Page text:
Simple jQuery Dropdowns
Please use this identifier to cite or link to this item: http://repository.li.mahidol.ac.th/dspace/handle/123456789/36335
Title: Infectious complications in children with acute lymphoblastic leukemia treated in low-middle-income countries
Authors: Miguela A. Caniza
Carla Odio
Sheena Mukkada
Miriam Gonzalez
Francesco Ceppi
Sujittra Chaisavaneeyakorn
Nopporn Apiwattanakul
Scott C. Howard
Valentino Conter
Miguel Bonilla
St. Jude Children's Research Hospital
Neonatology Intensive Care Unit
University of Tennessee Health Science Center
Hospital for Sick Children University of Toronto
Mahidol University
University of Memphis
Azienda Ospedaliera San Gerardo Monza
Keywords: Medicine
Issue Date: 3-Sep-2015
Citation: Expert Review of Hematology. Vol.8, No.5 (2015), 627-645
Abstract: © 2015 © Informa UK, Ltd. Infections are the most important cause of morbidity and mortality in children treated for acute lymphoblastic leukemia (ALL). The rates of infection-Associated mortality are up to 10-Times higher in low-and middle-income countries (LMIC) than in high-income countries. The prevention, early recognition and management of infectious complications is especially challenging in LMIC because of disease and poverty-related factors, as well as the shortage of trained personnel, supplies, diagnostic tools and adequate organizational infrastructure. Children in LMIC with ALL, who are frequently underweight, are at increased risk of community-Acquired pathogens, nosocomial multidrug-resistant pathogens and opportunistic microorganisms. This review summarizes the challenges of managing the major categories of infections in children receiving treatment for ALL and provides updated practical recommendations for preventing and managing these infections in LMIC.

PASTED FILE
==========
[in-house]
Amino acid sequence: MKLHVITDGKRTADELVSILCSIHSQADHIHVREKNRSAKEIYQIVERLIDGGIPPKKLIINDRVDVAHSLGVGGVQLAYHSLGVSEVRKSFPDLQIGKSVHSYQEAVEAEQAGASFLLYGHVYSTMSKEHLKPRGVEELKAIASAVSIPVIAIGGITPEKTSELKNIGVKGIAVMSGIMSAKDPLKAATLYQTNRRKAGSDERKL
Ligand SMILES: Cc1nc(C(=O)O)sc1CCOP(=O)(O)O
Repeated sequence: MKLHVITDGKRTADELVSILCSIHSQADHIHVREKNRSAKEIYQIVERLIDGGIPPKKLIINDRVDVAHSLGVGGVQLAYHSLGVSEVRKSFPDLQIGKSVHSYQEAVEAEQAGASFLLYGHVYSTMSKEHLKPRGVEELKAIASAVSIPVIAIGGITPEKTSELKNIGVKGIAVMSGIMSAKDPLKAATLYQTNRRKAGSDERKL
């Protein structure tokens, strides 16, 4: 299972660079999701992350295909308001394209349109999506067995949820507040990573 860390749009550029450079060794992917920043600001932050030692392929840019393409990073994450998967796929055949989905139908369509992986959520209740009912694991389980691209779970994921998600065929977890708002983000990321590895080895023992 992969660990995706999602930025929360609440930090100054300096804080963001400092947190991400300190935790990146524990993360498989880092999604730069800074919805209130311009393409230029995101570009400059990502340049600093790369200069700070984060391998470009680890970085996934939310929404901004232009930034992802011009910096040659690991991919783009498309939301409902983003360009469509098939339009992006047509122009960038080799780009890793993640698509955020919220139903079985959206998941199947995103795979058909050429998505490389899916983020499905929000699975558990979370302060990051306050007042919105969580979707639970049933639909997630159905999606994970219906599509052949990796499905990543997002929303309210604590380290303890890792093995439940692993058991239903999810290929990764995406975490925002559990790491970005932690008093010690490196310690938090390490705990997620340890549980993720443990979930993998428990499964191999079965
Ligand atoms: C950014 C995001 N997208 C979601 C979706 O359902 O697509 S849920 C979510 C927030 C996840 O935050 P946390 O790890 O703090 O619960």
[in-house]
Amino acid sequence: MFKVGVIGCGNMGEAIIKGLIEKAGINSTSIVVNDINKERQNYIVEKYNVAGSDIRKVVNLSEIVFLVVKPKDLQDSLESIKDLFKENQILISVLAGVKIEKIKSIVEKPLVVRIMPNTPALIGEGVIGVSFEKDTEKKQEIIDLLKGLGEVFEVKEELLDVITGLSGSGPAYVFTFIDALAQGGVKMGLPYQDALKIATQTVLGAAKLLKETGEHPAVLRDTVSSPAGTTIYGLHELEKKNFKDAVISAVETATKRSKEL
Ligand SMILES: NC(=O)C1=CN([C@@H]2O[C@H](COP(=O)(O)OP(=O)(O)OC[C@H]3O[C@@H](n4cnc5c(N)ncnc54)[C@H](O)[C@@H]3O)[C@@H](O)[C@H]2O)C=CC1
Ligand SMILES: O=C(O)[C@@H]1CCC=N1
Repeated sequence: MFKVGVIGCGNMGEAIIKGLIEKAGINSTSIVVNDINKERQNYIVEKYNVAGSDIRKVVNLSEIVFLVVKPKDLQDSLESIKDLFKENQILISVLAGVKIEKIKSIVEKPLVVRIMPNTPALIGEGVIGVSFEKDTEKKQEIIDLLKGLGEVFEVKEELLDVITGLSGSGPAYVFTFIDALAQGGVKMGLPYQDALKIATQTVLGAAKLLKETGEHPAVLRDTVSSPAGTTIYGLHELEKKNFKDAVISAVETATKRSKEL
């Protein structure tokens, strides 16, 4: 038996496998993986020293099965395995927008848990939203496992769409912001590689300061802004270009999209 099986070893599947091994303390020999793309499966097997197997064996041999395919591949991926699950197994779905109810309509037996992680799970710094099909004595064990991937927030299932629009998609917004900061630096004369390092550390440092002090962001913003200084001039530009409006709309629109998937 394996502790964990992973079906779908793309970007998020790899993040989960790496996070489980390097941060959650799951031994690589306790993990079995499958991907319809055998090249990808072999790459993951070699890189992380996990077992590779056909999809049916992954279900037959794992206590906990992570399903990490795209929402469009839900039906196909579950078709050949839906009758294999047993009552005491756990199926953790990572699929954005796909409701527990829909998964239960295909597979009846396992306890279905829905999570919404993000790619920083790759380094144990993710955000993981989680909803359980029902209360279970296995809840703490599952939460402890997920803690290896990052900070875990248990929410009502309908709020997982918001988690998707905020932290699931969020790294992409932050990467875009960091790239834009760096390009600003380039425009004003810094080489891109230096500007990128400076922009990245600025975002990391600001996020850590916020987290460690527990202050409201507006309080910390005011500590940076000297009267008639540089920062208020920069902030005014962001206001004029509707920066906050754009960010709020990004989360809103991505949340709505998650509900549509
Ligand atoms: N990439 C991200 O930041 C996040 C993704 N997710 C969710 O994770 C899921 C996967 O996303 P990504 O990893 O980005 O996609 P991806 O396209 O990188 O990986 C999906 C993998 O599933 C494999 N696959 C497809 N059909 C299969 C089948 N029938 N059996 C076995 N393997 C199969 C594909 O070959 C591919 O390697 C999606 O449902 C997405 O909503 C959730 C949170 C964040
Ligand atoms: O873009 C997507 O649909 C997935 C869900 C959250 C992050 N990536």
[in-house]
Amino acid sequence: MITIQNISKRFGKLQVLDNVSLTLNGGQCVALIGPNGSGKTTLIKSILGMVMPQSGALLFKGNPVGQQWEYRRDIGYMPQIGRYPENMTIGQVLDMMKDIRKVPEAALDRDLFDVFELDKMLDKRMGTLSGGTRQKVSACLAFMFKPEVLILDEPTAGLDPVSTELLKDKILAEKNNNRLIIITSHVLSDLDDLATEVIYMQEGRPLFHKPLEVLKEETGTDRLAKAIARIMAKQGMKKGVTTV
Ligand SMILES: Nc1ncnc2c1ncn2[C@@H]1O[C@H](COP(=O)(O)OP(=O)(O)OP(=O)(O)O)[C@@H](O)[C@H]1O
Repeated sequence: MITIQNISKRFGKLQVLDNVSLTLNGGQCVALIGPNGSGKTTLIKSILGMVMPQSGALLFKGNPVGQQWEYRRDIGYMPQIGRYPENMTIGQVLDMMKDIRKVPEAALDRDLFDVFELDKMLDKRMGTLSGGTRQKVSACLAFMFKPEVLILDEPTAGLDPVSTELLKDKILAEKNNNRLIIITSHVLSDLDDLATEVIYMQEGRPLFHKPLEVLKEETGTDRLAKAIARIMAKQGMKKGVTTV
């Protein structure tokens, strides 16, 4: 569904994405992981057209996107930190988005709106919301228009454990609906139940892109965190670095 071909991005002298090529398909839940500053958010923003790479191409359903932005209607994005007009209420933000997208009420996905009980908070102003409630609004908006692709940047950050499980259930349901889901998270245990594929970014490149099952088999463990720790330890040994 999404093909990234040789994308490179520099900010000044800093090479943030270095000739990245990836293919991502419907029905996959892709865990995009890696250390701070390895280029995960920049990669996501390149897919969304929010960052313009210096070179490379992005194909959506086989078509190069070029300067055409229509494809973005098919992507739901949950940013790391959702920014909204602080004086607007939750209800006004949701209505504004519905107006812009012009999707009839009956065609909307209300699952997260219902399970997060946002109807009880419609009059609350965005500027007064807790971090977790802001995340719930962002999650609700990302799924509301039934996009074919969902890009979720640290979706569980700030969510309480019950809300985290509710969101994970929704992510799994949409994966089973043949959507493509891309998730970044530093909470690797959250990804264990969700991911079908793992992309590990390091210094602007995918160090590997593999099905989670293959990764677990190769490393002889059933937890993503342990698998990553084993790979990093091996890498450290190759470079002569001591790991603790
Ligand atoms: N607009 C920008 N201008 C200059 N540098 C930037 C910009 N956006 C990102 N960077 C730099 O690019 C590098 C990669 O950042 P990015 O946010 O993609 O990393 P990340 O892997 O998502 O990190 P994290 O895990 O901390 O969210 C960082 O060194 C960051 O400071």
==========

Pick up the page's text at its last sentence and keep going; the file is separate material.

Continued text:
URI: https://www.scopus.com/inward/record.uri?partnerID=HzOxMe3b&scp=84941260990&origin=inward
http://repository.li.mahidol.ac.th/dspace/handle/123456789/36335
ISSN: 17474094
17474086
Appears in Collections:Scopus 2011-2015

Files in This Item:
There are no files associated with this item.


Items in DSpace are protected by copyright, with all rights reserved, unless otherwise indicated.